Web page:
Daman travel guide



Daman is a popular tourist destination. This is mainly due to its relatively untouched beaches and freedom to drink liquor, which is prohibited in the neighboring state of Gujarat. It mainly attracts tourists from neighboring areas like Vapi, Valsad, Surat and even Baroda



Daman city

Daman is divided by the Daman Ganga River into two parts namely Nanidaman (Nani meaning "small") and Motidaman (Moti meaning "big"). Ironically, Nanidaman is the larger of the two towns. It is the downtown area containing most of the important entities like the major hospitals, supermarkets, major residential areas etc. While Motidaman is mainly the old city inhabited mostly by the fishing communities and government officers (most of the public offices are located there). Both Nanidaman and Motidaman are connected to each other by two bridges (one for light vehicles like two-wheelers and the other for heavy vehicles like trucks, cars etc). The smaller bridge collapsed in August, 2004 killing 28 school children. It was replaced but that bridge also collapsed. Since then it has not been rebuilt. Small boats ferry people from one side to the other several times a day for INR2.New bridge has been constructed that connects two parts of daman i.e Nani Daman and Moti Daman.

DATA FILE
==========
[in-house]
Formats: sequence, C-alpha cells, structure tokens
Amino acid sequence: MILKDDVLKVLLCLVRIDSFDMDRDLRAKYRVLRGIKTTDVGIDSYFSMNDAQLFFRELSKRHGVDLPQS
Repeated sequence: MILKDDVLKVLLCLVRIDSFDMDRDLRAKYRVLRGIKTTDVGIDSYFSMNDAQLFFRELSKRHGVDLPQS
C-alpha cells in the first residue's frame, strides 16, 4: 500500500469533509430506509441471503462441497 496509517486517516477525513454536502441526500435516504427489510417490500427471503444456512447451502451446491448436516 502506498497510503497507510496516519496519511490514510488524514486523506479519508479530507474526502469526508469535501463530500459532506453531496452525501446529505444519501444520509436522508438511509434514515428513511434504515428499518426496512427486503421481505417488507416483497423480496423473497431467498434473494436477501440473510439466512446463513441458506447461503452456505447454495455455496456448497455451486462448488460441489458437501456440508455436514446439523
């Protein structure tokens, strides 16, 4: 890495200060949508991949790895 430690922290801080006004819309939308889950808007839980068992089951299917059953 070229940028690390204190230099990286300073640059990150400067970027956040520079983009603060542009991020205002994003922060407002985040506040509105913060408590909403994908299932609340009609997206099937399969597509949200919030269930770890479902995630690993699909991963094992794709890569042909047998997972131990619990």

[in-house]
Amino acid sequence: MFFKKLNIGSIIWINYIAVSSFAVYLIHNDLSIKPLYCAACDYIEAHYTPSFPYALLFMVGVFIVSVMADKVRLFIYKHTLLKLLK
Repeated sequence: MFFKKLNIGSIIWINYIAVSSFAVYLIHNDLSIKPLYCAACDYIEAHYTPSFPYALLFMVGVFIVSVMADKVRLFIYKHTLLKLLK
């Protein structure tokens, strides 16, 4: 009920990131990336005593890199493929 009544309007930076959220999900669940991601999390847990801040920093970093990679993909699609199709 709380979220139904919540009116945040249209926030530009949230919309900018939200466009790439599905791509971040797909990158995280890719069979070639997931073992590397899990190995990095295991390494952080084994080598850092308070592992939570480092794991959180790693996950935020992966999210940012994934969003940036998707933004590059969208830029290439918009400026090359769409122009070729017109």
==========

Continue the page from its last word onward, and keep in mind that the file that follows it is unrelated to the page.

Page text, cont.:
Daman was discovered in 1498 by Vasco de Gama.[citation needed] Soon after it was settled as a Portuguese colony and remained so for over 400 years. A larger fort was built in Motidaman in the 16th century to guard against the Mughals who ruled the area until the Portuguese arrived. It still stands today, most of it preserved in its original form. Today the majority of the municipal government offices are situated inside this fort.

India went to war with Portugal for control of Daman in 1961. Many of Daman's Catholic citizens fought on the side of Portugal,[citation needed] but could not withstand the Indian onslaught. To this day, many of Daman's adults consider themselves more Portuguese than Indian.[citation needed]

Located 193 kilometres (120 mi) north of Mumbai, Daman, along with neighboring Vapi and Silvassa form an important manufacturing hub. A variety of products like pesticides, chemicals, fertilizers, toys, electronics, dyes, printing ink, windmills, plastics, etc. are manufactured here.

People enjoy a modest quality of life here as Daman has a number of reputed hospitals, schools and other public institutions. Educated and well qualified people from all over India migrate here in search of work.

Daman is well-connected to other parts of India primarily though NH-8. The neighboring city Vapi (located 12 kilometres (7 mi) from Daman) is connected to the Indian rail network.